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Find information on animal health topics, written for the veterinary professional.

Lyme Disease (Lyme Borreliosis) in Cats

By Otto M. Radostits, CM, DVM, MSc, DACVIM (Deceased), Professor Emeritus, Department of Large Animal Clinical Sciences, Western College of Veterinary Medicine, University of Saskatchewan ; Max J. Appel, DMV, PhD, Professor Emeritus ; David A. Ashford, DVM, MPH, DSc, Assistant Area Director, International Services, APHIS, USDA ; Stephen C. Barr, BVSc, MVS, PhD, DACVIM, Professor of Medicine, Department of Clinical Sciences, College of Veterinary Medicine, Cornell University ; J. P. Dubey, MVSc, PhD, Microbiologist, Animal Parasitic Diseases Laboratory, Beltsville Agricultural Research Center, USDA ; Paul Ettestad, DVM, MS, State Public Health Veterinarian, Epidemiology and Response Division, New Mexico Department of Health ; Craig E. Greene, DVM, MS, Professor, Department of Small Animal Medicine, College of Veterinary Medicine, University of Georgia ; Delores E. Hill, PhD, Parasitologist, U.S. Department of Agriculture ; Johnny D. Hoskins, DVM, PhD, Small Animal Consultant ; Eugene D. Janzen, DVM, MVS, Professor, Production Animal Health, Faculty of Veterinary Medicine, University of Calgary ; Jodie Low Choy, BVSc, BVMS, IVAS Cert, Menzies School of Health Research; University Avenue Veterinary Hospital, Northern Territory, Australia ; Dennis W. Macy, MS, DACVIM, Professor of Medicine and Oncology, College of Veterinary Medicine and Biomedical Sciences,Colorado State University ; Dudley L. McCaw, DVM, DACVIM (Small Animal, Oncology), Professor, Department of Clinical Sciences, College of Veterinary Medicine, Kansas State University ; Barton W. Rohrbach, VMD, MPH, DACVPM, Associate Professor, Department of Comparative Medicine, Veterinary Teaching Hospital, University of Tennessee ; J. Glenn Songer, PhD, Professor, Department of Veterinary Science and Microbiology, University of Arizona ; Richard A. Squires, BVSc (Hons), PhD, DVR, DACVIM, DECVIM-CA, GCertEd, MRCVS, Head of Veterinary Clinical Sciences, School of Veterinary and Biomedical Sciences, James Cook University ; Bert E. Stromberg, PhD, Professor, Veterinary and Biomedical Sciences, College of Veterinary Medicine, University of Minnesota ; Joseph Taboada, DVM, DACVIM, Professor and Associate Dean, Office of Student and Academic Affairs, School of Veterinary Medicine, Louisiana State University ; Charles O. Thoen, DVM, PhD, Professor, Veterinary Microbiology and Preventive Medicine, College of Veterinary Medicine, Iowa State University ; John F. Timoney, MVB, PhD, Dsc, MRCVS, Keeneland Chair of Infectious Diseases, Gluck Equine Research Center, Department of Veterinary Science, University of Kentucky ; Ian Tizard, BVMS, PhD, DACVM, University Distinguished Professor of Immunology; Director, Richard M. Schubot Exotic Bird Health Center, Department of Veterinary Pathobiology, College of Veterinary Medicine and Biomedical Sciences, Texas A&M University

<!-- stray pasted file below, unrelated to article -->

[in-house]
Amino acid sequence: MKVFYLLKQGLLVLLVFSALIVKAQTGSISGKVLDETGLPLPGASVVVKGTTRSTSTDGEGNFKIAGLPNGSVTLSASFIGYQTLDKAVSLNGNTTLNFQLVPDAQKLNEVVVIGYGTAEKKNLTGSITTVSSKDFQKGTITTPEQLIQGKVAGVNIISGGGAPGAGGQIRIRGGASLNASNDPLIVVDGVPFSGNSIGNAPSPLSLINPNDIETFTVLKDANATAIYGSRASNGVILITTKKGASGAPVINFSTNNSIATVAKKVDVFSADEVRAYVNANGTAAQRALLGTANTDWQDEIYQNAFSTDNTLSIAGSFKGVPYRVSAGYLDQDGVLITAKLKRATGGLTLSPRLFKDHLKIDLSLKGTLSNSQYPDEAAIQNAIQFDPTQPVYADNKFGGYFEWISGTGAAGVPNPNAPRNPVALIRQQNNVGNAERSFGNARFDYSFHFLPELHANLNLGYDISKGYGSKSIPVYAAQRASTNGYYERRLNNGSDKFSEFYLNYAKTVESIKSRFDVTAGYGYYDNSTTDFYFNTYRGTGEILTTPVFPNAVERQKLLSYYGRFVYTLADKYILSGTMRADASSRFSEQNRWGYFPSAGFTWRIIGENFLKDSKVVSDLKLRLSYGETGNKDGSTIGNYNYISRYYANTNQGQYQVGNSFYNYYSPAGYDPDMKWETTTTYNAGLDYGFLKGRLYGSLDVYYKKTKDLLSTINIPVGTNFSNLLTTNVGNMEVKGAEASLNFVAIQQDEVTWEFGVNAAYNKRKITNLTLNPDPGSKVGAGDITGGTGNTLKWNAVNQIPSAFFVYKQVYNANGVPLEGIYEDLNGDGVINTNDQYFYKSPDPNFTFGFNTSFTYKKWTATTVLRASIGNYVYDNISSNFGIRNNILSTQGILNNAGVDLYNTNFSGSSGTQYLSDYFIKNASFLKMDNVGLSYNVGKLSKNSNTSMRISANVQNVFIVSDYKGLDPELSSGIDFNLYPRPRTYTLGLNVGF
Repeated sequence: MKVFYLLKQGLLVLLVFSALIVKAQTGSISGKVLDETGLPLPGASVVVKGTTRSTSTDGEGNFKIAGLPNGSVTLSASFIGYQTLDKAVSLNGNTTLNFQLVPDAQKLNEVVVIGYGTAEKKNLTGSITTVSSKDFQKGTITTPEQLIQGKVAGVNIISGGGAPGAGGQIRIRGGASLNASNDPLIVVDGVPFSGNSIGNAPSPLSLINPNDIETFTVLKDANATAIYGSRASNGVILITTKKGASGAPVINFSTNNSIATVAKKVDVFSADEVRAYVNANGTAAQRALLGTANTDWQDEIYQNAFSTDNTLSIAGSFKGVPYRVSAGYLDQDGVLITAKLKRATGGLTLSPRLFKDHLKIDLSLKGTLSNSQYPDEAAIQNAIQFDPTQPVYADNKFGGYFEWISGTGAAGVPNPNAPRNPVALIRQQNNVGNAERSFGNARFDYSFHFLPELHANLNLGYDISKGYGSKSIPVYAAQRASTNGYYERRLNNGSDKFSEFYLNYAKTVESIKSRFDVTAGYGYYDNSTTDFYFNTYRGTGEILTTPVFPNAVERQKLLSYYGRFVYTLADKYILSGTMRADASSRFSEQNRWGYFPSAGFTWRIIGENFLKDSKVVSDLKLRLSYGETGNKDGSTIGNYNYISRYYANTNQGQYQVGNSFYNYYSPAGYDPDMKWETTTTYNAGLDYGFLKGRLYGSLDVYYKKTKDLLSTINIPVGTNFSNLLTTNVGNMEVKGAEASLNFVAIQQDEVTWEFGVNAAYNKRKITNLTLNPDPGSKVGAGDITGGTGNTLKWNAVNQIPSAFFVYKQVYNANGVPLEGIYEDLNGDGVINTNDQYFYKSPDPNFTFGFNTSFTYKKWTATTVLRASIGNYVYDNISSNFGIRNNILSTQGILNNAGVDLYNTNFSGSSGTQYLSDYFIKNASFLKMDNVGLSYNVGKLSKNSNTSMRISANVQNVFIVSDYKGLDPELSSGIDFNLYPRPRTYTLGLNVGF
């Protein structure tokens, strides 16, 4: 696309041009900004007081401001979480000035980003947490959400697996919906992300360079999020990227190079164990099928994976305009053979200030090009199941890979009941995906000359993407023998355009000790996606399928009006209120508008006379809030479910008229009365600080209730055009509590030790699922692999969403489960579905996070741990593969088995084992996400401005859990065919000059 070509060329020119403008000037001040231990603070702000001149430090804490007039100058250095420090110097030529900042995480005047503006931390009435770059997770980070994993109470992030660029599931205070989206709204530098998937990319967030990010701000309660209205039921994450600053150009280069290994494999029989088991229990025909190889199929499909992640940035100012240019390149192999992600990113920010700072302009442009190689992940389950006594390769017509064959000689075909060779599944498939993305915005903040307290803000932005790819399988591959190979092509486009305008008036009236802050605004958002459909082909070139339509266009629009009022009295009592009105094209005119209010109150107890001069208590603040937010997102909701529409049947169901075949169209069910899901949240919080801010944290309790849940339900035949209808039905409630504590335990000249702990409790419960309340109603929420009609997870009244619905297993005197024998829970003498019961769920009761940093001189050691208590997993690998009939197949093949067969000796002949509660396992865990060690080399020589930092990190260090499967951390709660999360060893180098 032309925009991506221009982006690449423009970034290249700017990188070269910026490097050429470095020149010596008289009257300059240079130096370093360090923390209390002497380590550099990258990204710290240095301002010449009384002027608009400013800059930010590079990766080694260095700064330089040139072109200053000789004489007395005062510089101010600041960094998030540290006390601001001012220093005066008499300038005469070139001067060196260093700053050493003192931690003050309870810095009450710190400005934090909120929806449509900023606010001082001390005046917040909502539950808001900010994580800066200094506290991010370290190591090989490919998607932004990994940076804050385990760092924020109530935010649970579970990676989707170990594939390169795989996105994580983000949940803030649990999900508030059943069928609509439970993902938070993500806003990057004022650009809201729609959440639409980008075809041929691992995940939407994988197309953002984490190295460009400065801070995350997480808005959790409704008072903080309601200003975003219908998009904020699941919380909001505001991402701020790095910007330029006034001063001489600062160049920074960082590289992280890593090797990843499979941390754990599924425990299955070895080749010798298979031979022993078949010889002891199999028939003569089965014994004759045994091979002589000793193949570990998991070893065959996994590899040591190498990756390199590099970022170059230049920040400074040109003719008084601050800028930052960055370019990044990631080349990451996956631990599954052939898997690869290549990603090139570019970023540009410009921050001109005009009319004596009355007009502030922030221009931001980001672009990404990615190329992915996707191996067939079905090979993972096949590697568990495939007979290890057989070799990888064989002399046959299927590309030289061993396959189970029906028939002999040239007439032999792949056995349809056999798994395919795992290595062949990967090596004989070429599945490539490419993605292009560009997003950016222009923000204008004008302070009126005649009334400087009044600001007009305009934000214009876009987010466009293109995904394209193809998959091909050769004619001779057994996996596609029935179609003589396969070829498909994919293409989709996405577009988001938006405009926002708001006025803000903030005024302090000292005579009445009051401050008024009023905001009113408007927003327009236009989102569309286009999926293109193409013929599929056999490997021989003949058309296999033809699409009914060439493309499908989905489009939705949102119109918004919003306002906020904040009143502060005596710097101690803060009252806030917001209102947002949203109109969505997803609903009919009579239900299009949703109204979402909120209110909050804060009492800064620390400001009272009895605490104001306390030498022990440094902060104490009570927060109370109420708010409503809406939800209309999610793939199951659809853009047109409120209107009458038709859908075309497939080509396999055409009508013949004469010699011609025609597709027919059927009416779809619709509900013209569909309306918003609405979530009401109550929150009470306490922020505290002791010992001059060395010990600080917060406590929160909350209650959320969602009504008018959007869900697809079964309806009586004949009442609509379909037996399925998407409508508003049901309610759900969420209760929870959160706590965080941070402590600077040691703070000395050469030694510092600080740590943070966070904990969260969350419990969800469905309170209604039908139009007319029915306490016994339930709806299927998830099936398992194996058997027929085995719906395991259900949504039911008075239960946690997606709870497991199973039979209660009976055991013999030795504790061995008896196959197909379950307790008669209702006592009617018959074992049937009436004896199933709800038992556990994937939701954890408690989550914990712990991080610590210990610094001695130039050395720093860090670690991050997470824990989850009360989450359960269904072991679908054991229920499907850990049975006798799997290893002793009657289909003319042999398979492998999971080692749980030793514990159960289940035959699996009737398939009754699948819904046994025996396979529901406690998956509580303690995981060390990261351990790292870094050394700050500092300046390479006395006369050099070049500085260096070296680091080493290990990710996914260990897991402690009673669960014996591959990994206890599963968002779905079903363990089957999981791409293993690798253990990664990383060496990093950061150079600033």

Also see professional content regarding lyme borreliosis.

Lyme disease, which is caused by the bacteria Borrelia burgdorferi and transmitted through the bite of a tick, affects domestic animals and humans. At least 3 known species of ticks can transmit Lyme disease. However, the great majority of Lyme disease transmissions are due to the bite of a very tiny tick commonly called the deer tick, or black-legged tick. The scientific name of the tick species involved on the west coast of the US is Ixodes pacificus; Ixodes scapularis is the species involved elsewhere. It is important to note that ticks do not cause Lyme disease, they merely transmit the bacteria that cause it.

Lyme disease occurs much more frequently in dogs than in cats. When infected, cats may show lameness, fever, loss of appetite, fatigue, or difficulty breathing. Many cats do not show noticeable signs, despite being infected. Antibiotics are required for treatment in all cases of Lyme disease. Rapid response is seen in limb and joint disease in most cases, although the signs do not completely resolve in a significant number of affected animals. The infection may persist in spite of antibiotic treatment (see Lyme Disease (Lyme Borreliosis) in Dogs).

Tick avoidance plays a role in disease control. While highly effective products (such as sprays and monthly “spot-on” products) are available for use, they must be used consistently in order to provide effective longterm tick control. Your veterinarian can recommend a product that is appropriate for your cat.